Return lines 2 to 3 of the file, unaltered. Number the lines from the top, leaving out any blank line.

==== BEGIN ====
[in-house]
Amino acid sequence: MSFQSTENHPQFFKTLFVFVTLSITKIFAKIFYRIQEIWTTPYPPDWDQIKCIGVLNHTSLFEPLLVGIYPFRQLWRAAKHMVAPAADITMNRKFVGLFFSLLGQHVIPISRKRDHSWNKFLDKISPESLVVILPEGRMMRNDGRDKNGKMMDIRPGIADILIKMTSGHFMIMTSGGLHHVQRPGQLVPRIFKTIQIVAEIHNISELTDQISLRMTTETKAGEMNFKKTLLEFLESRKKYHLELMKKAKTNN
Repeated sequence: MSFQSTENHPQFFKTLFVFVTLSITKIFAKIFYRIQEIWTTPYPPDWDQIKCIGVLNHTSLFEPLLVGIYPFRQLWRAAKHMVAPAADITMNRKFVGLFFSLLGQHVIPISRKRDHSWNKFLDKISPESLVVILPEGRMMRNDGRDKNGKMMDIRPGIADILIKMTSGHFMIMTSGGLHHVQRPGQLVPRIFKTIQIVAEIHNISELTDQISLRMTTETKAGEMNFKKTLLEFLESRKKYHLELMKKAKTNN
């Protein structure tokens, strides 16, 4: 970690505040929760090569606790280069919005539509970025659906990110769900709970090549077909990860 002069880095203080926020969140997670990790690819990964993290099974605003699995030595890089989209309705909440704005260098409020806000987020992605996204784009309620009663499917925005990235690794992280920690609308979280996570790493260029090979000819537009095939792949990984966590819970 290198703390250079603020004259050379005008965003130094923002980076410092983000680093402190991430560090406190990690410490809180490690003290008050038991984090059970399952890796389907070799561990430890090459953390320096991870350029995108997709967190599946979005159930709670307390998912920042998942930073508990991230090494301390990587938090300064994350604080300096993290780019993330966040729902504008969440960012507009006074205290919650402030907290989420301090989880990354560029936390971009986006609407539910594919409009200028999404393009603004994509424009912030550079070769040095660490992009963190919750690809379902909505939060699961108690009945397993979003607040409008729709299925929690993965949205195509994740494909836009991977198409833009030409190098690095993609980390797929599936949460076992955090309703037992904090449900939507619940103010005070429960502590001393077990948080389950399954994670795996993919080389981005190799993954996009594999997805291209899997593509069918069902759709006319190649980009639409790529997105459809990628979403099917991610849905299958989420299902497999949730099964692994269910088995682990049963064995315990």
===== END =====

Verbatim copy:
Amino acid sequence: MSFQSTENHPQFFKTLFVFVTLSITKIFAKIFYRIQEIWTTPYPPDWDQIKCIGVLNHTSLFEPLLVGIYPFRQLWRAAKHMVAPAADITMNRKFVGLFFSLLGQHVIPISRKRDHSWNKFLDKISPESLVVILPEGRMMRNDGRDKNGKMMDIRPGIADILIKMTSGHFMIMTSGGLHHVQRPGQLVPRIFKTIQIVAEIHNISELTDQISLRMTTETKAGEMNFKKTLLEFLESRKKYHLELMKKAKTNN
Repeated sequence: MSFQSTENHPQFFKTLFVFVTLSITKIFAKIFYRIQEIWTTPYPPDWDQIKCIGVLNHTSLFEPLLVGIYPFRQLWRAAKHMVAPAADITMNRKFVGLFFSLLGQHVIPISRKRDHSWNKFLDKISPESLVVILPEGRMMRNDGRDKNGKMMDIRPGIADILIKMTSGHFMIMTSGGLHHVQRPGQLVPRIFKTIQIVAEIHNISELTDQISLRMTTETKAGEMNFKKTLLEFLESRKKYHLELMKKAKTNN